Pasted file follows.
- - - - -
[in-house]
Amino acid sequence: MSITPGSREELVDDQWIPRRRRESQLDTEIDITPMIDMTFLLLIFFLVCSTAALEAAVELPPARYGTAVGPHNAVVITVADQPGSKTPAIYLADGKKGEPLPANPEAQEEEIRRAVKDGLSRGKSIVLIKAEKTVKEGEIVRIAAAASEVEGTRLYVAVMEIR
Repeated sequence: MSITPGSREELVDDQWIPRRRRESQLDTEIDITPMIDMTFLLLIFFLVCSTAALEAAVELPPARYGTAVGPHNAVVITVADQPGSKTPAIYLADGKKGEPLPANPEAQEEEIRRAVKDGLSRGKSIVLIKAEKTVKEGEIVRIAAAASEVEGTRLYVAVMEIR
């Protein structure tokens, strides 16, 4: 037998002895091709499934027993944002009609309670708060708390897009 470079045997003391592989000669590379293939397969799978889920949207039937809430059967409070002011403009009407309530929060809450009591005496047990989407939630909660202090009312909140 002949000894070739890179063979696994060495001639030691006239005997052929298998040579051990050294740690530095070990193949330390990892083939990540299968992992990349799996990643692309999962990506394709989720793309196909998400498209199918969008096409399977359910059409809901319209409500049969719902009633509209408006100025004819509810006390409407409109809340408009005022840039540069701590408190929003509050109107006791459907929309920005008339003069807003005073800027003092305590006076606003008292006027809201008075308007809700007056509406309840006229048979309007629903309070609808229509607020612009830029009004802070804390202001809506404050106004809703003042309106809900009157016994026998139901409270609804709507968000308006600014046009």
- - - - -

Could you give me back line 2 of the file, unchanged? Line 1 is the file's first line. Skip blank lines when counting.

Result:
Amino acid sequence: MSITPGSREELVDDQWIPRRRRESQLDTEIDITPMIDMTFLLLIFFLVCSTAALEAAVELPPARYGTAVGPHNAVVITVADQPGSKTPAIYLADGKKGEPLPANPEAQEEEIRRAVKDGLSRGKSIVLIKAEKTVKEGEIVRIAAAASEVEGTRLYVAVMEIR